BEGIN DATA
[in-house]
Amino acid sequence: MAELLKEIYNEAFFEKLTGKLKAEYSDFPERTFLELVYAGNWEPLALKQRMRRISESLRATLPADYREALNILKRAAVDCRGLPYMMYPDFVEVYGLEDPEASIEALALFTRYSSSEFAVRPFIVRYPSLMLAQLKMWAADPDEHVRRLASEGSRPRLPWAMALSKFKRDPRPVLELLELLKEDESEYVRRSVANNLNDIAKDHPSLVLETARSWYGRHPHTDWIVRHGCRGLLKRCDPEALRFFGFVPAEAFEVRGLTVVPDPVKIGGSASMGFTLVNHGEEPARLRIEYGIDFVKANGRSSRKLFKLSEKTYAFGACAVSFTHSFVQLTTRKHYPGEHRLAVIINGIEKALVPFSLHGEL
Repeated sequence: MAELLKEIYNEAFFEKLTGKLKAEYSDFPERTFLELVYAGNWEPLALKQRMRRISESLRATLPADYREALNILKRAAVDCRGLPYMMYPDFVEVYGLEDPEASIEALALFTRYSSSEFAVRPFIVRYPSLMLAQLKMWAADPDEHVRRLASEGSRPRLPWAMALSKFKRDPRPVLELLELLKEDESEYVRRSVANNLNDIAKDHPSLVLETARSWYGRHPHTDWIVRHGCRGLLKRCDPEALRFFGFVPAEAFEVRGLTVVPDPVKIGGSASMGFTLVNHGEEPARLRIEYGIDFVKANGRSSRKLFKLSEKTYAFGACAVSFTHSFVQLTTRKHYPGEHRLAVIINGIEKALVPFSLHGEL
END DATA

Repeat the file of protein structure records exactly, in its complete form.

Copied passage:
[in-house]
Amino acid sequence: MAELLKEIYNEAFFEKLTGKLKAEYSDFPERTFLELVYAGNWEPLALKQRMRRISESLRATLPADYREALNILKRAAVDCRGLPYMMYPDFVEVYGLEDPEASIEALALFTRYSSSEFAVRPFIVRYPSLMLAQLKMWAADPDEHVRRLASEGSRPRLPWAMALSKFKRDPRPVLELLELLKEDESEYVRRSVANNLNDIAKDHPSLVLETARSWYGRHPHTDWIVRHGCRGLLKRCDPEALRFFGFVPAEAFEVRGLTVVPDPVKIGGSASMGFTLVNHGEEPARLRIEYGIDFVKANGRSSRKLFKLSEKTYAFGACAVSFTHSFVQLTTRKHYPGEHRLAVIINGIEKALVPFSLHGEL
Repeated sequence: MAELLKEIYNEAFFEKLTGKLKAEYSDFPERTFLELVYAGNWEPLALKQRMRRISESLRATLPADYREALNILKRAAVDCRGLPYMMYPDFVEVYGLEDPEASIEALALFTRYSSSEFAVRPFIVRYPSLMLAQLKMWAADPDEHVRRLASEGSRPRLPWAMALSKFKRDPRPVLELLELLKEDESEYVRRSVANNLNDIAKDHPSLVLETARSWYGRHPHTDWIVRHGCRGLLKRCDPEALRFFGFVPAEAFEVRGLTVVPDPVKIGGSASMGFTLVNHGEEPARLRIEYGIDFVKANGRSSRKLFKLSEKTYAFGACAVSFTHSFVQLTTRKHYPGEHRLAVIINGIEKALVPFSLHGEL